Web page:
Fuel, petrochemicals, asphalt, and other product terminals represent an important link in the petroleum supply chain. Here, profit can be made or lost and exposure to regulatory penalties and other risks is high.
While thousands of fuel terminals are in operation, relatively few are automated, and those that are often use equipment and systems that are not up to the task of handling an increasingly complex business and regulatory environment.
As a result, bulk fuel terminal owner/operators will make investments to upgrade their automation systems, driving the market at above average rates over the next several years, according to a new ARC Advisory Group study.
Considering the high value and hazardous nature of many of the products involved in terminal transactions, and the variety of different functions per-formed, a surprisingly large percentage of the world’s petroleum product terminals still operate with minimal automation.
Terminal automation systems can certainly help increase efficiencies, improve accuracy, reduce labour and operational costs, enhance safety, and ease regulatory compliance.
“Due to the increasing number of different products and additives handled, thin profit margins, price volatility, an onerous regulatory environment, and other considerations, including the need to operate around the clock, terminal automation is no longer optional,” says Senior Analyst Paul Miller, one of the principal authors of ARC’s Terminal Automation Systems Worldwide Outlook.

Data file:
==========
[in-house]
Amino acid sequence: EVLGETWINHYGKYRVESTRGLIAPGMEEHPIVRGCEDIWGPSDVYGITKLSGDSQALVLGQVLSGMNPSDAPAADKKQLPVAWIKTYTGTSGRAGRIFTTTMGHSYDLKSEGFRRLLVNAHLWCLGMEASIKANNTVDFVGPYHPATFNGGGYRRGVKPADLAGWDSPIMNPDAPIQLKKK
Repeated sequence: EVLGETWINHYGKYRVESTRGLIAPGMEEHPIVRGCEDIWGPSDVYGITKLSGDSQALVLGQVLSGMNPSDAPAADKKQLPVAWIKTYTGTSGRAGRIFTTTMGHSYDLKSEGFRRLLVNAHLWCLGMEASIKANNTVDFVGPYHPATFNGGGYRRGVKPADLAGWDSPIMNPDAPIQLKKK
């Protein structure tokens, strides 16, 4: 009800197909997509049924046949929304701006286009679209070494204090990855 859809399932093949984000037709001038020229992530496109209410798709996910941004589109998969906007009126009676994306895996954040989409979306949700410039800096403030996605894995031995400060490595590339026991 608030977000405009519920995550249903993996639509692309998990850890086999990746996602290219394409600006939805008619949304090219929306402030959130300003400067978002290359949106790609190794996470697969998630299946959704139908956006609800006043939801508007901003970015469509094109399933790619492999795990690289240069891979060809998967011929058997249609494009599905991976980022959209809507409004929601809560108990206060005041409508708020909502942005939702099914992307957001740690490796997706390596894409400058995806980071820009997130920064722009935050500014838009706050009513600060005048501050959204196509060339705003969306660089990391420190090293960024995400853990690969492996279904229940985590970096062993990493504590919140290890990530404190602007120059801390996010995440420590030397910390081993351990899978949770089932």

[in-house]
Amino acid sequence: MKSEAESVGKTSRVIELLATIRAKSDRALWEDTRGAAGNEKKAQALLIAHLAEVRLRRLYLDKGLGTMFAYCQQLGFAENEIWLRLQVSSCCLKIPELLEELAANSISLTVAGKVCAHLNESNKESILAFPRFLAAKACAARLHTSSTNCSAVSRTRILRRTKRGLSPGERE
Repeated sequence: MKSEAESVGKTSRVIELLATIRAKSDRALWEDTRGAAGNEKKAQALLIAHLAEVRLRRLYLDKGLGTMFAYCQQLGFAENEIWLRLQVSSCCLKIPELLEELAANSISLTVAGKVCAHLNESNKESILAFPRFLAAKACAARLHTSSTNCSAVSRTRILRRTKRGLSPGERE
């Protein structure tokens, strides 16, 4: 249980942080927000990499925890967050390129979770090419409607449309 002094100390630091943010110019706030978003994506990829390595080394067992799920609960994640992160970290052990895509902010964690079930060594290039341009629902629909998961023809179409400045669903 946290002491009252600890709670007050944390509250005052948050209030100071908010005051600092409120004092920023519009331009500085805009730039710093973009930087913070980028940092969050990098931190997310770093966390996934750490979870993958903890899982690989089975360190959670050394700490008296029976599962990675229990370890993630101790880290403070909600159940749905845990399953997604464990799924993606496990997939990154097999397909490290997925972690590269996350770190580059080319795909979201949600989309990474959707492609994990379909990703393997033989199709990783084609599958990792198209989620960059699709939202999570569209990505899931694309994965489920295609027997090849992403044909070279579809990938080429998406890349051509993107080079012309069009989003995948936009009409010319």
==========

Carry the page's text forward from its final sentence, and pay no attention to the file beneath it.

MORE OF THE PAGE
Virtually every terminal requires some degree of automation to be able to operate in a safe, secure, compliant, and optimally profitable manner. Terminal automation systems are also being used in some very creative ways to help increase customer satisfaction.
This can include providing customers with real-time inventory and transaction status via the Internet, and supporting their demanding e-commerce or data exchange requirements.
The typically closed, proprietary, and relatively inflexible terminal automation systems of the past have evolved into much more open and flexible systems that can be configured with relative ease to match specific terminal requirements.
This is important, because even within the same company there is no such thing as a “cookie cutter” terminal. Modern systems are also much more adaptable than the systems of the past, enabling them to be modified to meet constantly changing product, market, commercial, customer, and regulatory requirements.
The strongest growth in the terminal automation market will occur in the Asia Pacific region, particularly in China and India, where demand for refined fuels will increase substantially as automobile ownership ramps up and both countries build hydrocarbon supply chain infrastructures. Greenfield projects will drive the majority of growth, which should be steady for the foreseeable future.
In North America and Europe, where fuel terminals have long been a part of the landscape, growth will be more modest in comparison. However, terminal operators in these regions will be working to upgrade their facilities to handle a broader variety of additives and fuel blends (including biofuels), improve terminal safety, and better integrate supply chains with corporate business systems.